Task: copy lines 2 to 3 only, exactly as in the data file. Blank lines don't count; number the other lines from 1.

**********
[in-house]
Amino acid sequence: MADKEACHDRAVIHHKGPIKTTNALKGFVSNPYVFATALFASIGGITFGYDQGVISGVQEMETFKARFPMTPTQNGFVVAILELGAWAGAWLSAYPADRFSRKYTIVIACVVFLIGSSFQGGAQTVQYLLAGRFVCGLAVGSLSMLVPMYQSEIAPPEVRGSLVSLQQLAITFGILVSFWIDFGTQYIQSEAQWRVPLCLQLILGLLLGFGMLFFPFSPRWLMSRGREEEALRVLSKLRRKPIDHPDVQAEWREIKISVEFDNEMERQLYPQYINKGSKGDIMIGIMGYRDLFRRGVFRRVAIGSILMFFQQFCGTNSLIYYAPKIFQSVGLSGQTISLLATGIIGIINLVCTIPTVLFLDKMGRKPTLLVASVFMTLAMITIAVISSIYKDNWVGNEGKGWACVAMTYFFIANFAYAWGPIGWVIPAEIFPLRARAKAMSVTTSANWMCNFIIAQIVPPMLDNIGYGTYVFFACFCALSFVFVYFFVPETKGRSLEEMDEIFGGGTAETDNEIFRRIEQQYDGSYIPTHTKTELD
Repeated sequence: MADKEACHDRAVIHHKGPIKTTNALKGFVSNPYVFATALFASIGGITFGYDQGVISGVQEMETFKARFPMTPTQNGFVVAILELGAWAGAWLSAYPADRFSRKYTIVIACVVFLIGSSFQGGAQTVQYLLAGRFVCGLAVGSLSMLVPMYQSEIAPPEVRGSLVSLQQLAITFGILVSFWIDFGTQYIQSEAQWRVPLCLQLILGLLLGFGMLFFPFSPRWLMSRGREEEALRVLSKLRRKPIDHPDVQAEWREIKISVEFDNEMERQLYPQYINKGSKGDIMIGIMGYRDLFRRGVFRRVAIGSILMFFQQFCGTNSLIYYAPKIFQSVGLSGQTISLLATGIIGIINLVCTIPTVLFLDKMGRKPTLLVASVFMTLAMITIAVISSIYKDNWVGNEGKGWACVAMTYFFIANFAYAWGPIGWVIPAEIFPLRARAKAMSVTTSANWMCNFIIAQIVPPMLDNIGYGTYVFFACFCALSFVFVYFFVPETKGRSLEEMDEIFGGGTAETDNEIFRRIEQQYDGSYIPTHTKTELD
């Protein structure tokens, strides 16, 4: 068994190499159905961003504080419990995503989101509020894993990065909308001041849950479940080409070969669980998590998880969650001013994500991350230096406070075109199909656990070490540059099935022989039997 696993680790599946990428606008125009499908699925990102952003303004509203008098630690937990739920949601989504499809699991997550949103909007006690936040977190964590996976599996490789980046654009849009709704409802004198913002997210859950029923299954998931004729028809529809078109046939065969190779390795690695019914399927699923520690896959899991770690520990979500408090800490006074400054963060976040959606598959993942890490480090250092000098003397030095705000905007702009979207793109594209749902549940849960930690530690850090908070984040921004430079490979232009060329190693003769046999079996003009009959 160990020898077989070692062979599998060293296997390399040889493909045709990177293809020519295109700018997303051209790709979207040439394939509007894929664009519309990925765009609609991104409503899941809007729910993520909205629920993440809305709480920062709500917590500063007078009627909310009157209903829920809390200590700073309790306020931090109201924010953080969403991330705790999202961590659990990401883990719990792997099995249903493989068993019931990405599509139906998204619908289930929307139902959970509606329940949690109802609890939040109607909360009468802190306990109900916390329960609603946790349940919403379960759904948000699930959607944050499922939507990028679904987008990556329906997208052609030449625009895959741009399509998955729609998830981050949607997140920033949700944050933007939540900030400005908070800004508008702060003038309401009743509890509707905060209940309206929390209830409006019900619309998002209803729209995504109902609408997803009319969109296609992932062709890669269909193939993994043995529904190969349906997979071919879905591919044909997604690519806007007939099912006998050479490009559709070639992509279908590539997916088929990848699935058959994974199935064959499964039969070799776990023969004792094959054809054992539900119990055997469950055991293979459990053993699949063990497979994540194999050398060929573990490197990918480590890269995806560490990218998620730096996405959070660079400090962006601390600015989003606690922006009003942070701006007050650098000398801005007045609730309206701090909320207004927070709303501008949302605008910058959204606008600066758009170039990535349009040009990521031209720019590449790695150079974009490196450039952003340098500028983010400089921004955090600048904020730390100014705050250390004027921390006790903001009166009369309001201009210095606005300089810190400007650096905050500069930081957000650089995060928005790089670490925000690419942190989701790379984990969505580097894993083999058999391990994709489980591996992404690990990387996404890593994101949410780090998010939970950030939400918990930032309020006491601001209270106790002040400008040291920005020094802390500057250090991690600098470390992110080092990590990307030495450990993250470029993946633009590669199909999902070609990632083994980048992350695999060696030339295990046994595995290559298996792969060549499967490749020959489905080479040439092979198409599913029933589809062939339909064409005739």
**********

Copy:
Amino acid sequence: MADKEACHDRAVIHHKGPIKTTNALKGFVSNPYVFATALFASIGGITFGYDQGVISGVQEMETFKARFPMTPTQNGFVVAILELGAWAGAWLSAYPADRFSRKYTIVIACVVFLIGSSFQGGAQTVQYLLAGRFVCGLAVGSLSMLVPMYQSEIAPPEVRGSLVSLQQLAITFGILVSFWIDFGTQYIQSEAQWRVPLCLQLILGLLLGFGMLFFPFSPRWLMSRGREEEALRVLSKLRRKPIDHPDVQAEWREIKISVEFDNEMERQLYPQYINKGSKGDIMIGIMGYRDLFRRGVFRRVAIGSILMFFQQFCGTNSLIYYAPKIFQSVGLSGQTISLLATGIIGIINLVCTIPTVLFLDKMGRKPTLLVASVFMTLAMITIAVISSIYKDNWVGNEGKGWACVAMTYFFIANFAYAWGPIGWVIPAEIFPLRARAKAMSVTTSANWMCNFIIAQIVPPMLDNIGYGTYVFFACFCALSFVFVYFFVPETKGRSLEEMDEIFGGGTAETDNEIFRRIEQQYDGSYIPTHTKTELD
Repeated sequence: MADKEACHDRAVIHHKGPIKTTNALKGFVSNPYVFATALFASIGGITFGYDQGVISGVQEMETFKARFPMTPTQNGFVVAILELGAWAGAWLSAYPADRFSRKYTIVIACVVFLIGSSFQGGAQTVQYLLAGRFVCGLAVGSLSMLVPMYQSEIAPPEVRGSLVSLQQLAITFGILVSFWIDFGTQYIQSEAQWRVPLCLQLILGLLLGFGMLFFPFSPRWLMSRGREEEALRVLSKLRRKPIDHPDVQAEWREIKISVEFDNEMERQLYPQYINKGSKGDIMIGIMGYRDLFRRGVFRRVAIGSILMFFQQFCGTNSLIYYAPKIFQSVGLSGQTISLLATGIIGIINLVCTIPTVLFLDKMGRKPTLLVASVFMTLAMITIAVISSIYKDNWVGNEGKGWACVAMTYFFIANFAYAWGPIGWVIPAEIFPLRARAKAMSVTTSANWMCNFIIAQIVPPMLDNIGYGTYVFFACFCALSFVFVYFFVPETKGRSLEEMDEIFGGGTAETDNEIFRRIEQQYDGSYIPTHTKTELD